US and UK ‘the losers’ on travel policy, says UNWTO chief

US and UK ‘the losers’ on travel policy, says UNWTO chief

World Travel & Tourism CouncilTaleb Rifai, Secretary General, UNWTO, CC BY 2.0, Link

The US “will suffer” from its ban on visitors from Muslim-majority countries and Britain be “the loser” of Foreign Office advice against flights to Sharm el-Sheik, according to the head of the UN World Tourism Organisation (UNWTO).

UNWTO secretary general Taleb Rifai hit out at President Trump’s travel ban, saying it “violates” principles “of human rights, freedom and non-discrimination. But he said: “Beyond that, the US will suffer [by] going back to a period when the US was not seen as welcoming.”

The executive order imposing the ban remains suspended by a US court despite the administration’s attempt to reintroduce it in March.

Rifai said: “Every day that passes will hurt the industry. Jobs will be lost. Businesses will suffer.

“The real damage will fall on the US.  A study showed that every 43 tourism visas issued to the US created one US job.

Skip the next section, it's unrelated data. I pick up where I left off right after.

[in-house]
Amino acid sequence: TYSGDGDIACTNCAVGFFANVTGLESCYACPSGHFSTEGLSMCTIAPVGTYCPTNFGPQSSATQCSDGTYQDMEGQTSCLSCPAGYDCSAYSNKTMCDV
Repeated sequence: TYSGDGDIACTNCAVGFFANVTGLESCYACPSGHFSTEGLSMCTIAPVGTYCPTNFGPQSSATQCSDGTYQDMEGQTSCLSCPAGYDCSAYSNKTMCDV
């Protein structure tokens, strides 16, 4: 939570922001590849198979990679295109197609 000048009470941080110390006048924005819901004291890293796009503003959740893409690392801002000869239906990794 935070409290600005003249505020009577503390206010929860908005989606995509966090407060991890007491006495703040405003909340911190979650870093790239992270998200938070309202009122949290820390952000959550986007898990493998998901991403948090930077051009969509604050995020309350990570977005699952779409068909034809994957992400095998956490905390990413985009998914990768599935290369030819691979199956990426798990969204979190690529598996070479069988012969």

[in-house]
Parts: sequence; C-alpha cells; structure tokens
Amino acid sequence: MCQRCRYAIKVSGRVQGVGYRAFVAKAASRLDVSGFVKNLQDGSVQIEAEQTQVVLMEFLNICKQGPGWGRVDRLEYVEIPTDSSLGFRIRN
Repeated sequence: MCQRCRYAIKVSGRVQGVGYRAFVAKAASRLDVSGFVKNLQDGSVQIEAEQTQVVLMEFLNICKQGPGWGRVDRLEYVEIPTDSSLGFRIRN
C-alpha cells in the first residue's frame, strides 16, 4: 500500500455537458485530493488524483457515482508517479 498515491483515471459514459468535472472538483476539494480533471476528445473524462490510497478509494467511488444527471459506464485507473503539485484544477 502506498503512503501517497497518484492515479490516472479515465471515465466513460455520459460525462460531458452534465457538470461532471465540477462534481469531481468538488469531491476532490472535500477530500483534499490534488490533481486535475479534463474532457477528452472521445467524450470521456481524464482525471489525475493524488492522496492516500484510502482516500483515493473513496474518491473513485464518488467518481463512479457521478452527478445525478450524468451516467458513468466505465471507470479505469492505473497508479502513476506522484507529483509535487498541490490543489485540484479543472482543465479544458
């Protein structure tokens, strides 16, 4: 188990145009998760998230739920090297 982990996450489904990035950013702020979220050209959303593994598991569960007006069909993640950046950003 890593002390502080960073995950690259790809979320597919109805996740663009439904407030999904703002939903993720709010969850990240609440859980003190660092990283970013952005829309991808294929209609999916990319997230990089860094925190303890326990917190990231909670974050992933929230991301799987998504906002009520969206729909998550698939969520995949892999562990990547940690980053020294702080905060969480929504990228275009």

“[But] the US is not the only destination. If the US is inaccessible, it’s the problem of the US. Business will go somewhere else. Leisure travellers will go somewhere else.”

Rifai also hit out at UK Foreign Office advice against flights to Sharm el Sheik, imposed in late 2015 following the bombing of a Russian holiday jet which killed 224, calling it “totally unreasonable”.

The Foreign Office continues to advise against flights to Sharm, citing “a heightened risk of terrorism against aviation”, but does not advise against visiting the resort.

Rifai said: “The advisory is not based on evidence on the ground. How can you go to Sharm? By swimming?

“I was in Egypt and saw how many have lost jobs. Tourism advisories should be made in concert with the destination authorities, but there is no dialogue.

“The airport looks like a ghost town. Britain says the airport is not secure enough. It’s politically based. The authorities in Egypt were willing to cooperate. They said, ‘Let them run the airport themselves’.”

Now, he said: “Egypt adopted a different line. It said: ‘The British are welcome, but if they don’t come, someone else will. Let’s look for other markets.’ You’re the loser.”

Rifai, who will stand down as secretary general at the end this year, is due to the address the World Travel & Tourism Council Summit in Bangkok next week.


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